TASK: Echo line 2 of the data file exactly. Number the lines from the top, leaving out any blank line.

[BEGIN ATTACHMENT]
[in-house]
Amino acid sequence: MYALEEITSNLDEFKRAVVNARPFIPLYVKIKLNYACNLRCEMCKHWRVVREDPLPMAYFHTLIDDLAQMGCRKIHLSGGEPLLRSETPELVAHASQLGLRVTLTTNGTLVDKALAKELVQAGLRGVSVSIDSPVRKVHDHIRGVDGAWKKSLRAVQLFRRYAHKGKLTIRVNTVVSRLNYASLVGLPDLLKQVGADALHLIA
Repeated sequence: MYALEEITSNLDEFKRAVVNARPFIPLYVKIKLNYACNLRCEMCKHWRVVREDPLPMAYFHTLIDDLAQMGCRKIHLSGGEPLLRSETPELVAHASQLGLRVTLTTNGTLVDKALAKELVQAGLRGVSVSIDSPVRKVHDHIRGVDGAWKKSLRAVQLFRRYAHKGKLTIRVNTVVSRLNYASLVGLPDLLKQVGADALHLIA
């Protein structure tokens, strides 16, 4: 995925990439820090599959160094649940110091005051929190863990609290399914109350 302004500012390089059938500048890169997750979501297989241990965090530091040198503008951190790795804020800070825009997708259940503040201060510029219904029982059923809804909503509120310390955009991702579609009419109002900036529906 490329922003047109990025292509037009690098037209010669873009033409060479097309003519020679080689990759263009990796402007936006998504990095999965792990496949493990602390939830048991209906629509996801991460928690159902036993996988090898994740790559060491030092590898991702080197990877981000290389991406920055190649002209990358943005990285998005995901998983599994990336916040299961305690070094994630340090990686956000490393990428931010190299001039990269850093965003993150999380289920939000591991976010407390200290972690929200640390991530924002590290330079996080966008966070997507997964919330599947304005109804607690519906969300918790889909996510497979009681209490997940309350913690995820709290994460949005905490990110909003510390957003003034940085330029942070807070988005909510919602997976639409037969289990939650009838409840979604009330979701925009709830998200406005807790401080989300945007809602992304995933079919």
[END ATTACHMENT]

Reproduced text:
Amino acid sequence: MYALEEITSNLDEFKRAVVNARPFIPLYVKIKLNYACNLRCEMCKHWRVVREDPLPMAYFHTLIDDLAQMGCRKIHLSGGEPLLRSETPELVAHASQLGLRVTLTTNGTLVDKALAKELVQAGLRGVSVSIDSPVRKVHDHIRGVDGAWKKSLRAVQLFRRYAHKGKLTIRVNTVVSRLNYASLVGLPDLLKQVGADALHLIA